The Warriors’ glitchy dismissal of Mitch Richmond
I heard about this several weeks ago, confirmed it through various sources in the meantime, and almost didn’t post anything about it.
Though I surely never hold back on criticism of dumb Warriors things, I don’t consider Larry Riley’s oopsy handling of his recent dismissal of Mitch Richmond to be Truly Dumb.
It was just a mistake in process. An error, a glitch. We all make ‘em; heaven knows I do.
But I decided to write about it because:
1) It’s a little peek into some of the difficulties any GM, especially a new one, has in dealing with all the things he has to and communicating with all the people he’s supposed to;
2) It involves Richmond–a supreme Chris Mullin buddy and one of the best and most popular players in franchise history;
3) It’s the Warriors, who have quite a knack for big and little glitches, and if you add it up, Warriors fans might get an uncomfortable feeling about the operation.
Or not. Your call.
OK, long preamble. Here’s what happened:
–Back in May, Richmond, a special assistant and then director of player personnel for all of Mullin’s five-year run as head of basketball ops, was justifiably uncertain about his front-office status once the Warriors announced that Mullin was gone and that Riley was taking over as GM.
At the same time, Riley apparently was trying to get a hold of Richmond. But Richmond is very, very difficult to get a hold of. Especially by phone. That’s not debatable.
It’s not clear whether Richmond ever tried to get a hold of Riley for direct word of his future or not, but it’s certain that they never hooked up via phone.
So, failing in other attempts, Riley text-messaged Richmond. I don’t have it word for word, but people who know the back-and-forth say it was something very much like: “I can tell you we will be retaining you for next season.”
What? Yep, Riley’s message said the Warriors would be retaining Richmond. Which surely couldn’t be correct.
–Richmond, no dummy, was surprised by the contents of the text-message. He’s Mullin’s guy, his contract was up, he assumed he would be getting released, also.
Probably realizing there was more to the story, but wanting to see where this was headed, Richmond text-messaged back to Riley, something to the effect of: “OK, fax me my contract.”
–Riley either immediately realized after sending his text that he made an error or, once he saw Richmond’s reply, REALLY realized the error.
He had to send another message to Richmond. Something very close to: “Sorry, I missed a word. I meant to say that we will NOT be retaining you.”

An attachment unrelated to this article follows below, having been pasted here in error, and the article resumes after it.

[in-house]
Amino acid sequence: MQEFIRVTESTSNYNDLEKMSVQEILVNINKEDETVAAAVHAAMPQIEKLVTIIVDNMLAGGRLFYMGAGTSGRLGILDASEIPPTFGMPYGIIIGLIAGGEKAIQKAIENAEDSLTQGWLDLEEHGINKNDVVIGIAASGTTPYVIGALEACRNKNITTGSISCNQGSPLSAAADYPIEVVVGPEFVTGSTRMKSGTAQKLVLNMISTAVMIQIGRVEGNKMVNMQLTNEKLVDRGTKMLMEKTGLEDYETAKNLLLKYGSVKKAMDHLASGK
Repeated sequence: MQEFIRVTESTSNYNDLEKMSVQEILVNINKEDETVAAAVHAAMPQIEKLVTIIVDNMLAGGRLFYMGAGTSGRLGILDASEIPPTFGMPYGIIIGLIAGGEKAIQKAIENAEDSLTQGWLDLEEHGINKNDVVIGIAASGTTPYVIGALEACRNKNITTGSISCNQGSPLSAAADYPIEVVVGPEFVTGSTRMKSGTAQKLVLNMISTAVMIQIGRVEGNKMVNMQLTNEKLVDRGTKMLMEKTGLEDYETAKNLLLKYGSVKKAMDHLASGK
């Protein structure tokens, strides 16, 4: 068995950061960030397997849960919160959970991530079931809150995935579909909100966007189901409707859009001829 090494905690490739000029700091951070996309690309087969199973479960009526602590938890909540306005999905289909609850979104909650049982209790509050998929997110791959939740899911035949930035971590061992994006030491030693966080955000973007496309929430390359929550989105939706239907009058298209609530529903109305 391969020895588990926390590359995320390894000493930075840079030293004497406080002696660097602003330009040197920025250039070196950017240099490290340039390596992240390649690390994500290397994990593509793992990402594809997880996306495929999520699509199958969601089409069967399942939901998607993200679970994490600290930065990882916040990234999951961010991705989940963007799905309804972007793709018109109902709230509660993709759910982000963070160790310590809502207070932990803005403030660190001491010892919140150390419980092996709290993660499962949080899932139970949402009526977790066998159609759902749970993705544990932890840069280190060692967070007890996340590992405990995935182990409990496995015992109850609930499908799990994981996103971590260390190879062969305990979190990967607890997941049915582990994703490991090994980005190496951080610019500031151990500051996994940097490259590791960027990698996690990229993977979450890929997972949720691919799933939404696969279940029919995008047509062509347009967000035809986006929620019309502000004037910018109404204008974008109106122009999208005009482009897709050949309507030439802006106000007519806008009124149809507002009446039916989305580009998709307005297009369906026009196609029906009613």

And that is how Richmond was dismissed by the Warriors.
Pretty unbelievable, no? But all true.
–I reached a Warriors spokeman today who said the team is declining comment on this matter. But nobody is denying that it happened.
I’ve heard it from three separate sources, telling an almost identical chronology, except with gray areas about when Riley realized he’d made the error and how quickly he followed up the error with the correction.
Again, I do not repeat this story in order to denigrate Riley, who seems like a genuinely nice guy and is developing a reputation as a straight shooter, locally and around the league.
In this case, Riley is only guilty of making a terribly-timed typo, to an important figure in franchise history. That’s what makes it interesting, however. You’d think, dealing with Richmond, Riley would make sure he got it right.
It’s also possible that Richmond didn’t respect Riley enough to make an effort to speak in person, so blame who you want on that one.
And if you want to figure out how things get gummed up on a larger scale–for instance, maybe when the Warriors and Suns are talking draft-night trade, with multi-millions and four or five players involved–you can see how communications sometimes break down under pressure.
Over and over, the best sports executives have said that their jobs are actually in the communication business: Who they communicate with, how often, how clearly, and with what result.
Errors can happen. With the Warriors, who are so often involved in intrigue and dramatic tension, seems like they happen a lot.
Another great showing by the management of this franchise
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"the victorious warrior wins first, and then goes to war; the defeated warrior goes to war first, and hopes to win."- The Art of War
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